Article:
There are also mounted in the frame 13 at spaced points around the periphery of the conveyor (conveniently in the corners of the frame) at least two lineflow blowers. In the present example, three blowers 20, 22 and 24 are shown in respective corners of the frame. The rotation axis of each blower is vertically positioned so that the plane of rotation of all blowers is horizontal; the blower exhaust is arranged and oriented so that the discharge path is directed generally tangentially of and across adjacent flights of the conveyor as best shown in FIG. 2. Line-flow blowers or fans (sometimes referred to as transverse-flow fans) are similar in overall appearance to centrifugal fans. In a centrifugal fan the air is drawn in axially and it is discharged radially. The lineflow blower draws air in radially through one section and discharges it radially outward through another section of the blower periphery. Thus line-flow blowers have a characteristic wide band discharge which spans the width of the rotor.

In accordance with one aspect of the invention, the vertical dimension of preferably all blower rotors corresponds approximately to the total flight height of the conveyor, so that the characteristic wide-band discharge stream of the line-flow type blower substantially spans, i.e., vertically covers, all the flights. Thus, all levels of the conveyor are simultaneously subjected to a continuous transverse stream from each blower. As clearly indicated in FIG. 2, the directional forces of the tangential streams are serially related and cumulative, so that a strong swirling movement is set up by combined action of the blowers around and within the periphery of the helix and especially across the advancing and relatively contra-moving (short arrows on belt) food-bearing surfaces of all the conveyor flights. Turbulence set up by the cold swirling CO gas extends within the helix as generally indicated in FIG. 2, so that the food at all levels of the conveyor is encompassed and traversed by refrigerating streams of C The conveyor 14 preferably comprises a continuous stainless steel mesh belt 30 forming flights or tiers such as 32 that start from the lower level at the entry port 16 and ascend along a continuous path to the upper level opposite the discharge port 18. The mesh belt per se can be of the character disclosed, for example, in U. S. Pat. No. 2,872,023 granted on Feb. 3, 1959, wherein the so-called flat-wire" construction provides for movement of the conveyor belt along a path that is curved transversely in the plane of travel of the belt. The belt is preferably of openwork construction whereby both sides of the food product may be contacted with the circulating cold gas.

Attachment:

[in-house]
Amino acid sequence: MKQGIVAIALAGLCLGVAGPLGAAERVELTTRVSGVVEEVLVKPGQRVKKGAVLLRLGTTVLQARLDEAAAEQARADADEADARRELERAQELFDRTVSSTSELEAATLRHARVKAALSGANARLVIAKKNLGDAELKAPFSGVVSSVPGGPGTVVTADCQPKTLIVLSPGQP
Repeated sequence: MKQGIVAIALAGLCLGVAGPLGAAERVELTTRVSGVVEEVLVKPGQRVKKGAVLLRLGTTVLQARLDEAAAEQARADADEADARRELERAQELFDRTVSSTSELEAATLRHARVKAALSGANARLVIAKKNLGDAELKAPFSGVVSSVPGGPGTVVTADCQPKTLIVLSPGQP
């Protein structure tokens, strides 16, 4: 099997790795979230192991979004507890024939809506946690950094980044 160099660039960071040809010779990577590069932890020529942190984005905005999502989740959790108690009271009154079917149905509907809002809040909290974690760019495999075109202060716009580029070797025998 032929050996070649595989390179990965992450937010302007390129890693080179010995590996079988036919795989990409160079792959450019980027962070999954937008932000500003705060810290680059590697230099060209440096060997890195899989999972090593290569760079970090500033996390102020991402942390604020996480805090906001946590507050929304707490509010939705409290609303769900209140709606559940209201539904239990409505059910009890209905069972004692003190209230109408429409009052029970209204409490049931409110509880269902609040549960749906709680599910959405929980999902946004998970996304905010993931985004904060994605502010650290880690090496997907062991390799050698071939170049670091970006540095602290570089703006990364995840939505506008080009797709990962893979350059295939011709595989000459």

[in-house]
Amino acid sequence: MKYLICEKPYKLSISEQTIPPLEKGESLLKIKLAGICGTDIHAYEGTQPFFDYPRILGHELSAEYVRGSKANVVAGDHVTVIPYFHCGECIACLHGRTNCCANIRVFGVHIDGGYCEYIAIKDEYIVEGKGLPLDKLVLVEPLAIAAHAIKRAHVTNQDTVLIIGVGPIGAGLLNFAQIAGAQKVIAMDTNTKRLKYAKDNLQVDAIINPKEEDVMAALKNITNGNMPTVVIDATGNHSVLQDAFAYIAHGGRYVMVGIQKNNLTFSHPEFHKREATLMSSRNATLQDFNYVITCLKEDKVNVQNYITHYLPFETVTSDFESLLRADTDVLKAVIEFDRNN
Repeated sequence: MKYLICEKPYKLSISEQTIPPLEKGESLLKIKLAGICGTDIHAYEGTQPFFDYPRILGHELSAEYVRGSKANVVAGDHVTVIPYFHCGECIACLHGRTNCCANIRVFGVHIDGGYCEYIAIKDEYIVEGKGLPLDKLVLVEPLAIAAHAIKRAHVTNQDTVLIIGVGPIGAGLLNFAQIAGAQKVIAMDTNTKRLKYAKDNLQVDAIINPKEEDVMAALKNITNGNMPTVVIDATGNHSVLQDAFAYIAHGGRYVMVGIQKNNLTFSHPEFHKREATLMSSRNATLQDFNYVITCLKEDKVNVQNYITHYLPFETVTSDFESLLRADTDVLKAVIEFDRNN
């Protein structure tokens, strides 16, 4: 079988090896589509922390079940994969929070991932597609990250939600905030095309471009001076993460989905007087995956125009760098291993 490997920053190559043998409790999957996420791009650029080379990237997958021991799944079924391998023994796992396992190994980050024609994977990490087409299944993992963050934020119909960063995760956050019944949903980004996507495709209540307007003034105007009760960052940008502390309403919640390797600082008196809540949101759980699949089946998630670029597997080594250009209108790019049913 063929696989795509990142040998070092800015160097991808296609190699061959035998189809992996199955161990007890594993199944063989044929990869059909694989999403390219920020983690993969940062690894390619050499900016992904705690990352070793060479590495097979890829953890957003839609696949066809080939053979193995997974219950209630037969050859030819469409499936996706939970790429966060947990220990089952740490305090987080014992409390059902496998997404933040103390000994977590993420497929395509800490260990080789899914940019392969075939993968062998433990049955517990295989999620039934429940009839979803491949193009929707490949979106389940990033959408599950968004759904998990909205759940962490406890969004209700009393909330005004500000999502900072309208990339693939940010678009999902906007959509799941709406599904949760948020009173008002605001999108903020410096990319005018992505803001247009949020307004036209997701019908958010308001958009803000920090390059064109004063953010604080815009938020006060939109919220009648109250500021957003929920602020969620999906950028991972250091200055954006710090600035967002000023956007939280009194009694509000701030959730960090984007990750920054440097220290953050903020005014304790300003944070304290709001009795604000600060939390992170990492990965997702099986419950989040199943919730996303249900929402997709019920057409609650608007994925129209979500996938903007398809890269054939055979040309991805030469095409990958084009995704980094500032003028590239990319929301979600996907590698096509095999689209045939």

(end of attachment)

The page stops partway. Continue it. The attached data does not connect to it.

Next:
Preferably the conveyor belt defines a compact vertical helix as shown in FIG. 1, wherein the lower flight 34, starting from the guide roll 36 at the entry port, continues in gradual ascent along a generally flat, vertically pitched path around the loops of the helix. The steel mesh belt is suitably supported and guided at spaced intervals along the helix by conventional means; for simplicity of disclosure, the belt is herein shown as movable over horizontal rails 38 mounted in cantilever manner on outer vertical uprights 40 of the frame 13.

Other supporting and guiding means can obviously be used such as, for example, helically curved guides located under the belt and supported by uprights 40. The inner edges of the belt make contact with and are guided by a central cylindrical type cage or drum 39 having a vertical axis of rotation that is coincident with the longitudinal axis of the helix. As shown herein, the drum periphery is formed by spaced vertical driving bars 41 that frictionally engage the inner belt edges. The drum itself is supported on the frame 13 by a central drive shaft and end bearings (not shown) that can be mounted on cross-frame members, such as the top members 43.